The long-term relationships between the framework partners and contractors have also had a positive impact beyond the immediate framework. Through four years of operation, the contractors have spent a significant amount of time building local supply chains and encouraging community engagement.

By using local sub-contractor web-portals like Find-it-in-Worcestershire and holding ‘Meet the Buyer’ events, the framework has established strong relationships with local companies. For example, we sourced 85% of materials for Stourport Primary School from within 30 miles of the site and 60% of orders with sub-contractors within 30 miles. Not only has this reduced costs associated with the transport of goods and services, it has encouraged local spending, generating over £100m of economic value for the region.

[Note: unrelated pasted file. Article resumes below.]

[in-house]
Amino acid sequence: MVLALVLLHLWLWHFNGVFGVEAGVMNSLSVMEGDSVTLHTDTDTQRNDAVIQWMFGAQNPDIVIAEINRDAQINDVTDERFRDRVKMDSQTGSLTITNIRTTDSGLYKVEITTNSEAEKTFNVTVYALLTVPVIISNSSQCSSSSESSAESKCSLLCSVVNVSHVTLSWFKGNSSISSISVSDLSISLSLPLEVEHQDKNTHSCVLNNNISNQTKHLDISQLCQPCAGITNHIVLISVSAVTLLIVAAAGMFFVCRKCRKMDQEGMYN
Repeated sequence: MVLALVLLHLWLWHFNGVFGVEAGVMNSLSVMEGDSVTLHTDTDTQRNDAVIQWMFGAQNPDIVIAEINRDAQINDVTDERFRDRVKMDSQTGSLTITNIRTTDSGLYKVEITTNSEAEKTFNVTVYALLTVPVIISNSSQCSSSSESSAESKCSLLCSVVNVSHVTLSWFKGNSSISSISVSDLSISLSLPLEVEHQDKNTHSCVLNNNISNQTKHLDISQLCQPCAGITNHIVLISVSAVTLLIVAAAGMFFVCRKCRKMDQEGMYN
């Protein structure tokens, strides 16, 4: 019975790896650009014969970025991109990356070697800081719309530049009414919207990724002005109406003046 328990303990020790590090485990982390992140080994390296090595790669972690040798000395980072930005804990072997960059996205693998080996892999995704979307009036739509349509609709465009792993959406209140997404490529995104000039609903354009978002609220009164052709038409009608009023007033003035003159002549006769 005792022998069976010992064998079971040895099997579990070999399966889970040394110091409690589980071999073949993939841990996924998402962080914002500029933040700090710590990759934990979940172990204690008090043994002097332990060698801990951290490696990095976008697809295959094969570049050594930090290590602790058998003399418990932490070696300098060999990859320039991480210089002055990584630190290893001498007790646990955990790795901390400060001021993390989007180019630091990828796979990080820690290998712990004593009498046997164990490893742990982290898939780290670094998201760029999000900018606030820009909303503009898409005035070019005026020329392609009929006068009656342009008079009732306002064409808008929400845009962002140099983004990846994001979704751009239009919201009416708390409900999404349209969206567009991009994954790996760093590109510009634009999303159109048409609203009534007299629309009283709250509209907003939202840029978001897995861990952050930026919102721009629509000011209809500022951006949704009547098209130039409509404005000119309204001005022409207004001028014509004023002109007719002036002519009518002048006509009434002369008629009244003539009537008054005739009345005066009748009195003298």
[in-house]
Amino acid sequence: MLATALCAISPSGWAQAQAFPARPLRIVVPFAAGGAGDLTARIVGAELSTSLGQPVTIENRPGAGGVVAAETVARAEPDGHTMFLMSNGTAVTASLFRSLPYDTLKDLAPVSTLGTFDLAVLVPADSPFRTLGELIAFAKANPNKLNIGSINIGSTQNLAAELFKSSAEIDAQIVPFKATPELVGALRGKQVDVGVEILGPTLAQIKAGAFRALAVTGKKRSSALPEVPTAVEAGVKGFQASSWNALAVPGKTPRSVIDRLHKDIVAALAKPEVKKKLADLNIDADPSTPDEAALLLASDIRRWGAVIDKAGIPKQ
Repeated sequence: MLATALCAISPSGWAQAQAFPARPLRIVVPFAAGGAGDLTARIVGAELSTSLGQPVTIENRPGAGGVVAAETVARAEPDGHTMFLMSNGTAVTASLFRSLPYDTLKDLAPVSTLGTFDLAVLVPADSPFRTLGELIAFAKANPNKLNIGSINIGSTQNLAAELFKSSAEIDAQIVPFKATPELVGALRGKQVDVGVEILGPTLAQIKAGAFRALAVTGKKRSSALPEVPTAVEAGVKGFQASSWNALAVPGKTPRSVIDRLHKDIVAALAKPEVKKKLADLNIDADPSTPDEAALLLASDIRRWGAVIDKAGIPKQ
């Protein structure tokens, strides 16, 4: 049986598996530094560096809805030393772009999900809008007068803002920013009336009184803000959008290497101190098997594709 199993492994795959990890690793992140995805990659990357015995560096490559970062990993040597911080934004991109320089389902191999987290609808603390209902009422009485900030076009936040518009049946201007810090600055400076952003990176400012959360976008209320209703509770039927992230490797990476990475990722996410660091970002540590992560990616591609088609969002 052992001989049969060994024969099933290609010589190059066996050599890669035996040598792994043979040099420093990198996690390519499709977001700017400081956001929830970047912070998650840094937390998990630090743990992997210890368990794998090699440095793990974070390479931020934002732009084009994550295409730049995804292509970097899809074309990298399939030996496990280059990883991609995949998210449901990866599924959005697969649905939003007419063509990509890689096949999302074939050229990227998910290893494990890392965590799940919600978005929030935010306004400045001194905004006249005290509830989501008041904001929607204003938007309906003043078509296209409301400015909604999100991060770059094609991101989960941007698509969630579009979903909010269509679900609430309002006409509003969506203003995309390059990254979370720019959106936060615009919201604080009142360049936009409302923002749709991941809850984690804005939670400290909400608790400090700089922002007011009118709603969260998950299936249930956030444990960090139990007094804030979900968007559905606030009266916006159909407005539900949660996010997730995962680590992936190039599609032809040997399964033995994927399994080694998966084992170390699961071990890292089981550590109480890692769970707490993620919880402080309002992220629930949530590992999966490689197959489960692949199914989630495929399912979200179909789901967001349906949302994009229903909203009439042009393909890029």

What these examples show is how vitally important local frameworks can be in helping public sector organisations better manage construction projects and achieve and maintain high standards of service.

By speeding up the delivery process, reducing project delays and encouraging collaboration, the framework has encouraged contractors like ourselves to develop our services and look for ways to demonstrate value engineering. In turn, the partners have achieved overall cost savings of around 2.5% and established a new generation of building stock which is modern, efficient and cheaper to run. Not only does this meet government targets for ‘procuring collaboratively’ but it also goes some way to meeting the Communities and Local Government Committees benchmark of ‘best value, not simply lowest price’.